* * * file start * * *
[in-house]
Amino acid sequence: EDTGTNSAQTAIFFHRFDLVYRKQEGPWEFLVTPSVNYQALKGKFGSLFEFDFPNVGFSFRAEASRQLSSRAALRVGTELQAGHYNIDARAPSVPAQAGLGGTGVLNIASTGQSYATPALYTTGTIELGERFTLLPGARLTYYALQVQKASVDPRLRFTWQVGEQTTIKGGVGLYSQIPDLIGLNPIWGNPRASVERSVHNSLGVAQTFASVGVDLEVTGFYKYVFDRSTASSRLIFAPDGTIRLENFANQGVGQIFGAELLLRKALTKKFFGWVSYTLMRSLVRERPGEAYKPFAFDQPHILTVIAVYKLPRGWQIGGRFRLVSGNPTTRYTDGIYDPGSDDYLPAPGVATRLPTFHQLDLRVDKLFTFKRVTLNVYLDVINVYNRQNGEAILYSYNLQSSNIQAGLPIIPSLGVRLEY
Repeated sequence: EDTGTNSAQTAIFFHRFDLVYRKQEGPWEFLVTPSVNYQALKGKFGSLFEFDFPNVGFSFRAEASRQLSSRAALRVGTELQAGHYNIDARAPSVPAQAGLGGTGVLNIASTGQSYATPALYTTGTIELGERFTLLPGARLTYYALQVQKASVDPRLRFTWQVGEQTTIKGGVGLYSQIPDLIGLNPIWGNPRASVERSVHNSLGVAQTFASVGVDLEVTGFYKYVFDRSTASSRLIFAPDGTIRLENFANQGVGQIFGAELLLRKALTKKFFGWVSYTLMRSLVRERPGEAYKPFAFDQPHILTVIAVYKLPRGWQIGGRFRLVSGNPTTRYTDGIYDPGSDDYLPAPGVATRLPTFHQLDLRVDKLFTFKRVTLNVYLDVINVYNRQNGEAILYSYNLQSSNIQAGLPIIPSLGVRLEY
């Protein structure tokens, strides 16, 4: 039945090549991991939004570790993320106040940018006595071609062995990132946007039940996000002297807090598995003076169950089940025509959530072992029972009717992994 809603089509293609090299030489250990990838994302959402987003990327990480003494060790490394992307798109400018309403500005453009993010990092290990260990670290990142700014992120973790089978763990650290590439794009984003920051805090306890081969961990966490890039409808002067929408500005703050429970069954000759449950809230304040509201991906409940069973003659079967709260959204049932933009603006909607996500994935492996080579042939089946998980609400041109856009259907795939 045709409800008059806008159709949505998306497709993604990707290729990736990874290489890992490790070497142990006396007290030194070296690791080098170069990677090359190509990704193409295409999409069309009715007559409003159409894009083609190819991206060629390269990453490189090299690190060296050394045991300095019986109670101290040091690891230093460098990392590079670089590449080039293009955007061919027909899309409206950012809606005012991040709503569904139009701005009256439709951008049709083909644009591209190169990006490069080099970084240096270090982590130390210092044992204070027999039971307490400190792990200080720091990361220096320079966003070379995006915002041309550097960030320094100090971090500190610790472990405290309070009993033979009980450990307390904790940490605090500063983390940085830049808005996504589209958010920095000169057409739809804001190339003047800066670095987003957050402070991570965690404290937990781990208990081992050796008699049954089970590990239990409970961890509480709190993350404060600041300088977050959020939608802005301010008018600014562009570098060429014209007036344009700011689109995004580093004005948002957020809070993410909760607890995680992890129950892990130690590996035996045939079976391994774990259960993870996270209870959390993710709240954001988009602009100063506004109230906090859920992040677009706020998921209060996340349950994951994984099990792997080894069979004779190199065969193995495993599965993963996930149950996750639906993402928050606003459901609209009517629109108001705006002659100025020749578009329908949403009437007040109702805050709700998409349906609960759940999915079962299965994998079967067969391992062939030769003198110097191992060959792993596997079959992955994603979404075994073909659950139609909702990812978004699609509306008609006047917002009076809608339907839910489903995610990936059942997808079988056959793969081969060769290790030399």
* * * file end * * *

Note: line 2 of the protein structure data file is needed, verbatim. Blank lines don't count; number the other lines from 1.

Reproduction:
Amino acid sequence: EDTGTNSAQTAIFFHRFDLVYRKQEGPWEFLVTPSVNYQALKGKFGSLFEFDFPNVGFSFRAEASRQLSSRAALRVGTELQAGHYNIDARAPSVPAQAGLGGTGVLNIASTGQSYATPALYTTGTIELGERFTLLPGARLTYYALQVQKASVDPRLRFTWQVGEQTTIKGGVGLYSQIPDLIGLNPIWGNPRASVERSVHNSLGVAQTFASVGVDLEVTGFYKYVFDRSTASSRLIFAPDGTIRLENFANQGVGQIFGAELLLRKALTKKFFGWVSYTLMRSLVRERPGEAYKPFAFDQPHILTVIAVYKLPRGWQIGGRFRLVSGNPTTRYTDGIYDPGSDDYLPAPGVATRLPTFHQLDLRVDKLFTFKRVTLNVYLDVINVYNRQNGEAILYSYNLQSSNIQAGLPIIPSLGVRLEY